The 2011 Golden Globe Nominees Have Been Announced!
Check out our discussion of the nominees for the 2011 Golden Globe Awards!
And thus begins the madness of awards season: Sofia Vergara, Gerard Butler, Rashida Jones, and Woody Harrelson announced the nominees for the 2011 Golden Globe Awards this morning. Let’s take a look, shall we?
First up: Movies. The nominees for Best Picture: Drama probably won’t surprise you; The Descendents, The Help, Hugo, The Ides of March, Moneyball, and the as-yet-unreleased War Horse are all keeping good company with each other. These films also largely comprise the nominees for Best Screenplay and Best Director, by the way—George Clooney is doing extremely well for himself, having won nominations for The Ides of March for both his direction and his screenplay, as well as a nod for Best Actor in The Descendants. His relationship may wig us out a little, but he’s still quite the talented guy.
It was also a good year for slightly-unclassifiable films that ostensibly seem to be comedies; making up the Best Picture: Comedy or Musical category, we’ve got films ranging from the outrageous hilarity of Bridesmaids to the I-laughed-I-cried poignancy of 50/50, and all of them are great. Woody Allen’s Midnight in Paris also got a nod, as did My Week With Marilyn. Honestly, it’s difficult to say who might take this award; my money, though, is on The Artist. Haven’t seen it? You should. It’s a French film that takes place in Hollywood between 1927 and 1932, right when silent films were falling by the wayside and being replaced with talkies. The kicker? The Artist itself is a silent film shot in black and white. Neat-o!
Somehow Ryan Gosling managed to garner nominations for Best Actor in both Drama and Comedy or Musical; apparently The Ides of March classifies as both. Other nominees for Best Actor: Drama (besides Georgie Boy, that is) include Leonardo Dicaprio for J. Edgar, Michael Fassbender for Shame, and Brad Pitt for Moneyball, while the rest of the Best Actor: Comedy or Musical category consists of Jean Dujardin for The Artist, Brendan Gleeson (that’s Mad-Eye Moody for you Harry Potter fans) for The Guard, Joseph Gordon-Levitt for 50/50, and Owen Wilson for Midnight in Paris. Tough call; I’m not sure who stands the best chance of winning. Thoughts, Bettys?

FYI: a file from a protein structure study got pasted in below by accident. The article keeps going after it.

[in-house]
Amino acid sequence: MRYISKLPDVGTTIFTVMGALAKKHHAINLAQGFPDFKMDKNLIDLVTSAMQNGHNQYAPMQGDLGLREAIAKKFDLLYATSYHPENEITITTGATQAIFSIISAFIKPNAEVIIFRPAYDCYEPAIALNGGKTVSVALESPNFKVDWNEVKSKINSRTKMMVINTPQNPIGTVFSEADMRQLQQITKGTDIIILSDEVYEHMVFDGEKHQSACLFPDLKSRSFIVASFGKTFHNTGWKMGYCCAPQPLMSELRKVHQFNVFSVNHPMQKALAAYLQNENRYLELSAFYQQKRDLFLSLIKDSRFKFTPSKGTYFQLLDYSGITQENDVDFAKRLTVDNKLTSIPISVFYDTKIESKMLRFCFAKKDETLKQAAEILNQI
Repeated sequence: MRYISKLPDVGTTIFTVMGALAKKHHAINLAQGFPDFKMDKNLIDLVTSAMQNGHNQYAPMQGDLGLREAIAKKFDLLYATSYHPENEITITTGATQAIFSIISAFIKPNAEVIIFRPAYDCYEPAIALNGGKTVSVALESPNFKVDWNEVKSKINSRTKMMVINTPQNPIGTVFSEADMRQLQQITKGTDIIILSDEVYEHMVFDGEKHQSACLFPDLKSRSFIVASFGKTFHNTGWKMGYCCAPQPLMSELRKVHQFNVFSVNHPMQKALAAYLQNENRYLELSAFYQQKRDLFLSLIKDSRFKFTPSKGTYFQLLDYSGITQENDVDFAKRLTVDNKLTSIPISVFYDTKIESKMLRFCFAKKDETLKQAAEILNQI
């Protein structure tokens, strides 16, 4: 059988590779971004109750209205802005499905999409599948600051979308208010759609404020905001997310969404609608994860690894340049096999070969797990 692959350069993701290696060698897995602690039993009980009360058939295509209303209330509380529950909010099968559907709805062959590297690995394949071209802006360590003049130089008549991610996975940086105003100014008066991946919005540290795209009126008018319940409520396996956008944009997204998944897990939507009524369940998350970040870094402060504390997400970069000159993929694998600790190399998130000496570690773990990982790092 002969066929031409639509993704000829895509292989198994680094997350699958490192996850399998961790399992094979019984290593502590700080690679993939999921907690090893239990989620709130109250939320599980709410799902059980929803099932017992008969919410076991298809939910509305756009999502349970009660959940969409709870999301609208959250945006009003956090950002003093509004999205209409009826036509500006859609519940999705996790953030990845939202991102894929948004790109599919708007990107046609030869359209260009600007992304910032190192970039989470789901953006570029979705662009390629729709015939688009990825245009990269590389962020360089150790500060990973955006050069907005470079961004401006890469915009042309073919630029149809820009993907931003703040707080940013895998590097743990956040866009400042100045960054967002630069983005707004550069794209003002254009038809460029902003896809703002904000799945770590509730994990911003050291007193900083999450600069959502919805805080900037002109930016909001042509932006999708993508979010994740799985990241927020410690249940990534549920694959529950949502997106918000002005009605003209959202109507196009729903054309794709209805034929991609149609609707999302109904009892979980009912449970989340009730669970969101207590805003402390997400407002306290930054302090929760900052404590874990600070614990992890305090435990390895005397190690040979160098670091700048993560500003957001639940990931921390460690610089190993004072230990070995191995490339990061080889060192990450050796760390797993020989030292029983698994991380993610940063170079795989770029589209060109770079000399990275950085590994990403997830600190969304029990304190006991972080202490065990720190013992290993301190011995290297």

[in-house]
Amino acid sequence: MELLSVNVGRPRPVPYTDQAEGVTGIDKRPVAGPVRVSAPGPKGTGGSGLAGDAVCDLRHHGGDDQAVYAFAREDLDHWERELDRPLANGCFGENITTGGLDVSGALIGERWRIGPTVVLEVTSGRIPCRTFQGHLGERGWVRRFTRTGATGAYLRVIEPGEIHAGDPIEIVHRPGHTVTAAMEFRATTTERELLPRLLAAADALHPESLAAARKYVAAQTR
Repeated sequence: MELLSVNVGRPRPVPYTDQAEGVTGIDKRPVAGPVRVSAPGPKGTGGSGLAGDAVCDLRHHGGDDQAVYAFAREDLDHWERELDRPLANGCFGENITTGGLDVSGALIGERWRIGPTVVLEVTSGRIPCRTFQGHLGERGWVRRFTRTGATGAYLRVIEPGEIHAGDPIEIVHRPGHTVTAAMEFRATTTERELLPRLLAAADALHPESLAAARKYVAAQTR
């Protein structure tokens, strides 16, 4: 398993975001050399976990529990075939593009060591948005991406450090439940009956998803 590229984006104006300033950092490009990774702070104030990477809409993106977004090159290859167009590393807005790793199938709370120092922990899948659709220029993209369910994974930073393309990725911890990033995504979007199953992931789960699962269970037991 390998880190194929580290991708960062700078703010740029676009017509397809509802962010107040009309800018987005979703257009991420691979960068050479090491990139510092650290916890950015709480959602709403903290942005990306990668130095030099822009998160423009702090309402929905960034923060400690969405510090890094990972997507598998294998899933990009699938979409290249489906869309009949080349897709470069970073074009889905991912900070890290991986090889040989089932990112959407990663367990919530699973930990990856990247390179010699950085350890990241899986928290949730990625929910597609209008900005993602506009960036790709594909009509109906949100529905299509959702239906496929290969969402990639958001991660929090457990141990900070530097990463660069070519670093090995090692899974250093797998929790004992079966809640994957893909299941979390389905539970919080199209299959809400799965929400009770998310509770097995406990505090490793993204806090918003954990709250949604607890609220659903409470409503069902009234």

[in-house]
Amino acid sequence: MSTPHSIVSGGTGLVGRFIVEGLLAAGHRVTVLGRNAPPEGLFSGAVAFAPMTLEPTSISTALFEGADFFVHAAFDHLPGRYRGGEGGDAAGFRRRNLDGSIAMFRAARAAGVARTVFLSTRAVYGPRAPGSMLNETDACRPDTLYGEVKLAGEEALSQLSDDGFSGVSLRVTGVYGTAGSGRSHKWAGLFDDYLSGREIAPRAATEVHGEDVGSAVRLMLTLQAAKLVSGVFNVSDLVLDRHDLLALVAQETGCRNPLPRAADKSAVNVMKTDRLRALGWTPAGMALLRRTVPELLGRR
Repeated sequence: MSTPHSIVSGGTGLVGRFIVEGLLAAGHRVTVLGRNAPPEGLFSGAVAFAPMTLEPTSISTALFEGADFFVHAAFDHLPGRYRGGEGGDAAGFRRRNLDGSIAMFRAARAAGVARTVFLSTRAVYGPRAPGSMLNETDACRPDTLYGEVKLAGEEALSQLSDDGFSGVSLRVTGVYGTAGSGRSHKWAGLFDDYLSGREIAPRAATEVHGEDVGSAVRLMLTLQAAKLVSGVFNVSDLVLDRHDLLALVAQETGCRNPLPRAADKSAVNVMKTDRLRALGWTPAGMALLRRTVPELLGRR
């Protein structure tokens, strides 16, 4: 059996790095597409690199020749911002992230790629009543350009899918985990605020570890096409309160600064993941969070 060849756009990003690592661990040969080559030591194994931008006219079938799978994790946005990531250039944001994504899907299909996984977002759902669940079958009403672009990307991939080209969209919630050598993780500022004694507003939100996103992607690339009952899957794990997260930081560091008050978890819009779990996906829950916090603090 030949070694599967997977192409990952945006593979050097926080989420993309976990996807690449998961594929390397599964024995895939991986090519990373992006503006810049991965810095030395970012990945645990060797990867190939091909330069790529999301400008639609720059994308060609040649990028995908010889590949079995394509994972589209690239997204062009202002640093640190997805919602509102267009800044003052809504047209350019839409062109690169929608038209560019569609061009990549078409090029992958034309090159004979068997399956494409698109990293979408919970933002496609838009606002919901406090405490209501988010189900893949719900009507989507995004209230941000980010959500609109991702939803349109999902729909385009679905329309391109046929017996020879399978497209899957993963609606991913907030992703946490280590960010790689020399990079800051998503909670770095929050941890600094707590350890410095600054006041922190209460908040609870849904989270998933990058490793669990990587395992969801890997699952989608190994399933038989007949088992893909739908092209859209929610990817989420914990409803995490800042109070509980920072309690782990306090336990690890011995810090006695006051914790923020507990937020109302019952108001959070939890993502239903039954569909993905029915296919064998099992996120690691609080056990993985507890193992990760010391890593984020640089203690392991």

The fight for Best Actress: Drama is also going to be fierce: Glenn Close for Albert Nobbs, Viola Davis for The Help, Rooney Mara for The Girl With the Dragon Tattoo, Meryl Streep for The Iron Lady (oh, Mrs. Thatcher…), and Tilda Swinton for We Need to Talk About Kevin are all going up against one another. Cage match, anyone? I would say the same about Best Supporting Actor: Drama, but I think it might be a little unfair to pit Kenneth Branagh (My Week With Marilyn), Albert Brooks (Drive), Jonah Hill (Moneyball), Viggo Mortensen (A Dangerous Method), and Christopher Plummer (Beginners) against each other.
You know what’s surprising, though? Melissa McCarthy is entirely absent from this list. The Bridesmaids leading lady, Kristen Wiig, got a nod for Best Actress: Comedy or Musical (as did Jodie Foster and Kate Winslet for Carnage, Michelle Williams for My Week With Marilyn, and Charlize Theron for Young Adult), but there was no Supporting Actress nomination for the equally-hilarious Melissa (those nods went to Berenice Bejo for The Artist, Jessica Chastain and Octavia Spencer for The Help, Janet McTeer for Albert Nobbs, and Shailene Woodley for The Descendents). Neither did she appear in the television nominations for Mike & Molly, the role which won her an Emmy earlier this year. This is weird, right? It’s weird!
Check out the nominations for television shows, miniseries, and movies next!